Ascension, Blue Cross Blue Shield dueling over Texas coverage
A major Texas health care network and a major Texas insurance company continue battling over a new contract. Failure to strike a deal by month’s end could mean fewer in-network options for thousands of Central Texans.
The combatants are Ascension Texas, parent of Ascension Providence in Waco, and Blue Cross and Blue Shield of Texas. At risk are patients who have coverage through Blue Cross and want or need treatment at an Ascension-branded hospital or surgery center in the state, including Waco.
Ascension Texas said in a statement it continues to negotiate contract terms “that will ensure BCBSTX policyholders maintain in-network access to Ascension Texas hospitals, physicians and hospital-based clinics including Dell Children’s Medical Center, and select joint venture facilities, including Ambulatory Surgery Centers.”
The statement says that “without a commitment to reasonable terms” Ascension’s agreement with Blue Cross will end Jan. 31 for Commercial and Medicare Advantage members.
Ascension Texas is urging patients to contact Blue Cross and Blue Shield of Texas for details about how their coverage might be affected, instructing them to use the number on the back of their insurance card “to express concerns.”
Blue Cross and Blue Shield, meanwhile, says it is working to strike a deal that will keep costs in check.
“We value the care Ascension provides our members, but it is already one of the most expensive health systems in the Austin and Central Texas area,” a Blue Cross and Blue Shield of Texas statement says. “As a customer-owned health insurance industry leader in Texas for more than 90 years, it is important to stand up for affordable care, especially in a time when most businesses and our members in the Austin and Central Texas region are facing inflationary pressures and a potential recession.”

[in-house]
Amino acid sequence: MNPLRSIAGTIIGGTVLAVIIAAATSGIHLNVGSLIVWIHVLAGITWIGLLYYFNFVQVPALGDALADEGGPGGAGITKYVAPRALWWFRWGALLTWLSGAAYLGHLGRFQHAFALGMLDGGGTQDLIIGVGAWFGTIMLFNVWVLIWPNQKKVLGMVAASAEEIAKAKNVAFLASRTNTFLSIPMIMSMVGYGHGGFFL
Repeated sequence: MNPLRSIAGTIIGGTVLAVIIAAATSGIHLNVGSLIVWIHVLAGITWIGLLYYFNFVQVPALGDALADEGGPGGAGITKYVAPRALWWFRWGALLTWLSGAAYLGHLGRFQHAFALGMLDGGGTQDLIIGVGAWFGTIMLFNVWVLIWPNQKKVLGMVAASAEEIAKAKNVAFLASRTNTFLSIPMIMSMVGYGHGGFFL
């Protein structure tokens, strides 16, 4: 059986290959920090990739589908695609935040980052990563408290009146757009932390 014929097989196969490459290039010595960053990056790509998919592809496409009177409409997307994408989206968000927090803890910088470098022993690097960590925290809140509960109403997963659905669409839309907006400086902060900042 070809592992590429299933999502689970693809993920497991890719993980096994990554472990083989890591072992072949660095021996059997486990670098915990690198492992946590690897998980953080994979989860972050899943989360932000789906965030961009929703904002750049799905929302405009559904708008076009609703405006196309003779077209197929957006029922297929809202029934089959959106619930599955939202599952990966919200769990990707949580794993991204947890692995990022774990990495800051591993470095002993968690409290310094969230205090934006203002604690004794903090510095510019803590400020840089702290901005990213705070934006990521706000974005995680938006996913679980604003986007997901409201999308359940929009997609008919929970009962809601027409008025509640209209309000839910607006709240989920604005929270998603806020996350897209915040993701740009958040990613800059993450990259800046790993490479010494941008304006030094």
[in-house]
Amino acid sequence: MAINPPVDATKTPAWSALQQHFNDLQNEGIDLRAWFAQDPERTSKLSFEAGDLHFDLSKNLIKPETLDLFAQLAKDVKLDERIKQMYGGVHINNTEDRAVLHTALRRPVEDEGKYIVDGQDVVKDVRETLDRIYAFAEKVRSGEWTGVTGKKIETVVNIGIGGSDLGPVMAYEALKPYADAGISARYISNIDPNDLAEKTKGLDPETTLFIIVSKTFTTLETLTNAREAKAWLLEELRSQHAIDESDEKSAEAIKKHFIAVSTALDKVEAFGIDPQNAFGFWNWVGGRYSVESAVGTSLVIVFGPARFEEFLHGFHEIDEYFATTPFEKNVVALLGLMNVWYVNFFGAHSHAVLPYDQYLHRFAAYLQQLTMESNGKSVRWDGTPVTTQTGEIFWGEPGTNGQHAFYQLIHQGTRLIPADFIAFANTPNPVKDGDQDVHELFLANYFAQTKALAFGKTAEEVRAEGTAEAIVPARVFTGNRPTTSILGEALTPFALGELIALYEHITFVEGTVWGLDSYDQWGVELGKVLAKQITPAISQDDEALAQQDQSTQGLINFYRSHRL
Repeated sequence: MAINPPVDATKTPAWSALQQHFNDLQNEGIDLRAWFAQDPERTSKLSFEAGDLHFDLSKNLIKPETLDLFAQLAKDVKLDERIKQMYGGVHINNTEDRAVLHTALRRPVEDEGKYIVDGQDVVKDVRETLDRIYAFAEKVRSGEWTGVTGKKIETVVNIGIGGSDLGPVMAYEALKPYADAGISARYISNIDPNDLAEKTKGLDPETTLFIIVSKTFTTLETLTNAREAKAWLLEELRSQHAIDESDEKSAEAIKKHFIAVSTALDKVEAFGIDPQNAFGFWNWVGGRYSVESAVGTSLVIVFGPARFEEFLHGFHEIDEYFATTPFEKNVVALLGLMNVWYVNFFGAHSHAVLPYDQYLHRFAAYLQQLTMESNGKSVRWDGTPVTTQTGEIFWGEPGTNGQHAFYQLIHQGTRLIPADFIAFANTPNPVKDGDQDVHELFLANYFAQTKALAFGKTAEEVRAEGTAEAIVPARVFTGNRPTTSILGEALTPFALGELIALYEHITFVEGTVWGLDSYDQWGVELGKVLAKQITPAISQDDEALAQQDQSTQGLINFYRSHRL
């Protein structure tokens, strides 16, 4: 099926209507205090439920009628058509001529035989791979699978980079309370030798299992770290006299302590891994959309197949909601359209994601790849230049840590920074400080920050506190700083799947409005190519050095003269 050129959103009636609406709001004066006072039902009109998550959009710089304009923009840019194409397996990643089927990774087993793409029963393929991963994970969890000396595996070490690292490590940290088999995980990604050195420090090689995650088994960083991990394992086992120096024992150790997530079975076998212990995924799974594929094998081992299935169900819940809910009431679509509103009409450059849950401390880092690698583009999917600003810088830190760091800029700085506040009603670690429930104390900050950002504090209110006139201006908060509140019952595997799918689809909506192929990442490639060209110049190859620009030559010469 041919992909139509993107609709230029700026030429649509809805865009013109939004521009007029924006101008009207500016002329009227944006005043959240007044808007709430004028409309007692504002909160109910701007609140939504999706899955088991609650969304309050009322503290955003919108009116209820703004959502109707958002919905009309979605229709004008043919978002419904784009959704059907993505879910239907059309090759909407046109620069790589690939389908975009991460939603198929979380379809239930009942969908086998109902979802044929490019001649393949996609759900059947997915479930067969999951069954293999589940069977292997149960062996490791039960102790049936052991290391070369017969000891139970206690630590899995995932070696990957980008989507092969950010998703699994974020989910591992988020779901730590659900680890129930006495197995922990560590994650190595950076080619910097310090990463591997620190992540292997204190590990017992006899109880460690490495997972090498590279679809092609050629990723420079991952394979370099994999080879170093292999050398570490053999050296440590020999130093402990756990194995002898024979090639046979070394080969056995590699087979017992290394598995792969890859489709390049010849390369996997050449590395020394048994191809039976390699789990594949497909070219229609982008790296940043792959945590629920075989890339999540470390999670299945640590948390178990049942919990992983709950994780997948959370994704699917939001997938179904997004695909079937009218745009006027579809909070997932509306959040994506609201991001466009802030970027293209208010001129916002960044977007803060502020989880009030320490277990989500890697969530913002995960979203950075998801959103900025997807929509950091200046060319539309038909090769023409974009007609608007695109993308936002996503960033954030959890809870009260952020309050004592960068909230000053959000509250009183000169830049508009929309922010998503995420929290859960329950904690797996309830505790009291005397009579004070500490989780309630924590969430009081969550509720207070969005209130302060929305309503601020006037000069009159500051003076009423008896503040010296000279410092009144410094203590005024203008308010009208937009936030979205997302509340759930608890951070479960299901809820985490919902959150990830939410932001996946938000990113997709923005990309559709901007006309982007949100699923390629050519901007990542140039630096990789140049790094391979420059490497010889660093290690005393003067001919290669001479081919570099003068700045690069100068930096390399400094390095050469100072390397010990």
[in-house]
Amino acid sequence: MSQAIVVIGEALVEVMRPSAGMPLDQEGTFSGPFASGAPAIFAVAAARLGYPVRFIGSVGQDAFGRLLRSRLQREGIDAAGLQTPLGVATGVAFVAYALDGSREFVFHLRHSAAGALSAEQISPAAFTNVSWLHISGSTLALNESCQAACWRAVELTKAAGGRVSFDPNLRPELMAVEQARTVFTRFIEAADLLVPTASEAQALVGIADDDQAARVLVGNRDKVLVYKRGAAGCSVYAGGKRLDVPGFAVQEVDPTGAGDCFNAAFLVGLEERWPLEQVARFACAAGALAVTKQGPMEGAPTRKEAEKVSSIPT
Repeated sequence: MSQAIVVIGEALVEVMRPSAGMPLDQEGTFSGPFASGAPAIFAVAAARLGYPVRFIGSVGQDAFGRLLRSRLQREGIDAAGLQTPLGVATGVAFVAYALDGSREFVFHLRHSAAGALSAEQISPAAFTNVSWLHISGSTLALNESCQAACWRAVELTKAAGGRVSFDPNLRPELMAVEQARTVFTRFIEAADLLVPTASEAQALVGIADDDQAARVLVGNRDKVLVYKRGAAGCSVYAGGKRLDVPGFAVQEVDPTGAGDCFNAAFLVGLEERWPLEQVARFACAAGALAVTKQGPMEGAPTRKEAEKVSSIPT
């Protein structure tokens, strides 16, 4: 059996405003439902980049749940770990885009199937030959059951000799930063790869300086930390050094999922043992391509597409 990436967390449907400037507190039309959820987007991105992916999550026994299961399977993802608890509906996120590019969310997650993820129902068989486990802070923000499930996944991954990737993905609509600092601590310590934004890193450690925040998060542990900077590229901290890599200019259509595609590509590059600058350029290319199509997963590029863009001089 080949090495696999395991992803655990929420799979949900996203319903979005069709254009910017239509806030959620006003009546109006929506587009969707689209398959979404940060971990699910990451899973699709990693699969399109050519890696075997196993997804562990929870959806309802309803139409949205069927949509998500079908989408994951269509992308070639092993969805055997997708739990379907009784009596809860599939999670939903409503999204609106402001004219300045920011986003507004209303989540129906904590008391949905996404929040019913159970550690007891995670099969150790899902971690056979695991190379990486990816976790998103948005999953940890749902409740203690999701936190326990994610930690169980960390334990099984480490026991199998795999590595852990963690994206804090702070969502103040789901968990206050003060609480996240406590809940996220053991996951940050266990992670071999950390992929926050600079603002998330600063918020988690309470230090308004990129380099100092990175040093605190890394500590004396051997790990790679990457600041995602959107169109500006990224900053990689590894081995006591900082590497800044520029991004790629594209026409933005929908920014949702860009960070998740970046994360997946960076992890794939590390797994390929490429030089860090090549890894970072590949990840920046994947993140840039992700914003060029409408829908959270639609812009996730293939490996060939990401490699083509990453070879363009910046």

Without a deal, Ascension doctors would be removed from the Blue Choice PPO, Blue Essentials and Medicare Advantage networks on May 1, and doctors and health care professionals would leave the Blue Advantage HMO network on June 15, according to the statement.
Blue Cross and Blue Shield of Texas takes issue with Ascension over its rapid expansion in Texas in recent years. It specifically mentions the Ascension Seton health system serving Austin, saying, “It has purchased multiple specialist groups and ambulatory surgery centers, immediately increasing the costs for patients of those acquired doctors and facilities.”
“Studies show health care consolidation leads to higher prices and does not necessarily lead to higher quality care for our members,” the statement says.
It says Blue Cross “is willing to pay fair rates, but our members should not expect to supplement shortcomings Ascension is having in other states.” It notes Ascension is headquartered in St. Louis and has more than 2,600 sites of care, including 139 hospitals in 19 states.
Blue Cross and Blue Shield of Texas, meanwhile, calls itself the largest provider of health benefits in the state, “working with nearly 80,000 physicians and health care practitioners, and 500 hospitals to serve 6 million members in all 254 counties.”
The Austin American-Statesman reported 66,000 people with Blue Cross and Blue Shield of Texas insurance availed themselves of Ascension hospital or clinic services during the past year.
Blue Cross said should an agreement not be reached, it will do all it can “to help members move their care to quality, cost-effective, in-network hospitals and health care professionals.”
Its statement says emergency or trauma services at any hospital, regardless of an existing contract, are covered at in-network rates for Blue Cross members.